This raised bed is 150 feet long with three shallow furrows spaced about 8 inches across.  The bulbils were hand planted with the pointed tip up and spaced about 2-3 inches apart.  The soil is soft and amended with compost and pig manure (done 3 months earlier).  I will cover these rows with half inch of fresh compost and then generously water each row as this dry October has the top inches of soil short of moisture. We have about 4000 purple bulbils in the ground now with more going in this week.  In early November we will plant several thousand more in our long greenhouse. Lucky them!  No Frost.

Here’s a closer shot of the spacing.


Published: October 26, 2015 | Comments: 0

What a late October!! We Garden and Mexico is Battered.


Incredible stretch of warm, sunny weather.  Our rainfall this month is only about 30% of normal so I actually had to water a bed of bulbils I was planting this afternoon. As I write this Hurricane Patricia, a phenomenal Force 5 storm is slamming into Mexico.  That pool of warm Pacific water that extends from Alaska to the equator is causing this bizarre weather.  Mexico suffers through the worst hurricane in human history and we get ideal gardening weather.  Seems a little sobering and takes the joy out of this day.

Published: October 23, 2015 | Comments: 0

Late Onions Unusually large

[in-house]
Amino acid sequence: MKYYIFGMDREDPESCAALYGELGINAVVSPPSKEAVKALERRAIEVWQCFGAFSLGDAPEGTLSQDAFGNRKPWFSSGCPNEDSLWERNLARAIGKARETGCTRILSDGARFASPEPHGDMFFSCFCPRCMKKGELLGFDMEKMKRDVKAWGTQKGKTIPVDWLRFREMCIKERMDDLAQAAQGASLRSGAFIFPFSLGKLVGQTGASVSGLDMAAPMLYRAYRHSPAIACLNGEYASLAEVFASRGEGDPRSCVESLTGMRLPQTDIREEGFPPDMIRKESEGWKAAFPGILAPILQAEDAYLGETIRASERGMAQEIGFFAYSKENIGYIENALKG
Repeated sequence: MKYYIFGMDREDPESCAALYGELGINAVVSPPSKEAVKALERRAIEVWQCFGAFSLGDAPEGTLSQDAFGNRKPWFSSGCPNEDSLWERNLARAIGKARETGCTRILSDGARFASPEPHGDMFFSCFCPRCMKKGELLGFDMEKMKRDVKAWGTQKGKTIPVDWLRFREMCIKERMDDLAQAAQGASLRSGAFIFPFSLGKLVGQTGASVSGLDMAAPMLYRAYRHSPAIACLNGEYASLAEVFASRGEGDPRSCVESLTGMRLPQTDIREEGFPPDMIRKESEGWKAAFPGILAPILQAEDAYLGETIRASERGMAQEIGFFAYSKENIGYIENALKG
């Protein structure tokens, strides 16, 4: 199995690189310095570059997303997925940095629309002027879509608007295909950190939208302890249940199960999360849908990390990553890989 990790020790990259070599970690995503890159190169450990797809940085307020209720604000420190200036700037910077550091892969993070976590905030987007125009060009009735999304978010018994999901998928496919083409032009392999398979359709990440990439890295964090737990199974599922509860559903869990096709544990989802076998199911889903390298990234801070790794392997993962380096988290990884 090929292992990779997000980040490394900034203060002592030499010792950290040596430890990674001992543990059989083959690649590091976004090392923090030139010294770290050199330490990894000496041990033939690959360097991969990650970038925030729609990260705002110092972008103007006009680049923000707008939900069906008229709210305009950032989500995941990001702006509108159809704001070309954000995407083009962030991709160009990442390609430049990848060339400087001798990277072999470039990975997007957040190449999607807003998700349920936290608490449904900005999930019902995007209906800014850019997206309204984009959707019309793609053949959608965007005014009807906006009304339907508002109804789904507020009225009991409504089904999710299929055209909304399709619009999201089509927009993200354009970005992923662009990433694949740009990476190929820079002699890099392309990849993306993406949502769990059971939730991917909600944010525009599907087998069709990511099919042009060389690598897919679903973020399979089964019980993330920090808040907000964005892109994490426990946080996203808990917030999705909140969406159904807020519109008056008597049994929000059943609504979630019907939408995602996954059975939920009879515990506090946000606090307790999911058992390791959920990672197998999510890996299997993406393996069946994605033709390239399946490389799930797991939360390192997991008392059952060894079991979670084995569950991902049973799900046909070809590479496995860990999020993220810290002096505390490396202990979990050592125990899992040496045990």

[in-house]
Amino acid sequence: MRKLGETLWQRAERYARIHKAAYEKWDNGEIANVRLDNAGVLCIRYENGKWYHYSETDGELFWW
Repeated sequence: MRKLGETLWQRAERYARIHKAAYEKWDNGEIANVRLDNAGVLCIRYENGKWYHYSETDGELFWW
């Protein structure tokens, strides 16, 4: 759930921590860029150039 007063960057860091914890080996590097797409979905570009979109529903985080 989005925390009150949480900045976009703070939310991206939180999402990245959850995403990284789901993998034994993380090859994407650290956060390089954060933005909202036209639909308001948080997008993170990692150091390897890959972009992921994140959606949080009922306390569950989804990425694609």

Our late Spanish crop wasn’t planted will early July and we didn’t expect much more that scallions but here it is in late October and we have hundreds of apple sized, round bulbs drying inside our long greenhouse.  Amazing size for this late in the season up at this northern latitude.


Here is our last row of Spanish onions still in the ground.  We are pushing our luck, but if this mild weather holds they might size up a tad more.  Notice the lush green mustard plants to the left  They are filling the paths of our garlic beds nicely.  They are a soil cleanser and will stay there until harvest next summer.

Published: October 23, 2015 | Comments: 0

Garlic Bulbils and Rounds Planting this Week

20150707_150021These are garlic rounds (the result of planting bulbils late in the winter).  Notice the wuite porcelains and the darker purples.  We separate them by variety and plant in separate marked beds.  This year we are getting them all in early (October) and we’ve increased the spacing so we hope more grow into small, segmented bulbs by next summer.


These are the purple bulbils ready for planting selection.  We will take the largest and sow them in long raised beds, allowing 2-3 inches between bulbil.  These should all produce small, segmented bulbs next summer.  It takes another year for those small cloves to grow into useful (and vigorous) market garlic.


These are the porcelain bulbils. We will select the largest and plant 2-3 thousand of the best for nexdt years rounds.


Published: October 19, 2015 | Comments: 0

October Weeding! You must be joking!


Yup, that’s a hoe leaning against a stake.  Just finished weeding three long rows and its only October 17 for heaven’s sake!  Notice the green strips of mustard seed sprouting nicely in this mild weather.  Although the weeds will die off with the first heavy frost I don’t want their roots competing with the garlic in this crucial first month.  I want the garlic roots to grow as quickly as possible and they really don’t like competition.


Here’s another view looking south across the long raised beds.  That patch of green in the foreground is mainly mustard.  The 3 inch garlic shoots are starting to show more prominently now.  It’s been about 3 weeks from planting for the majority of them.

Published: October 17, 2015 | Comments: 0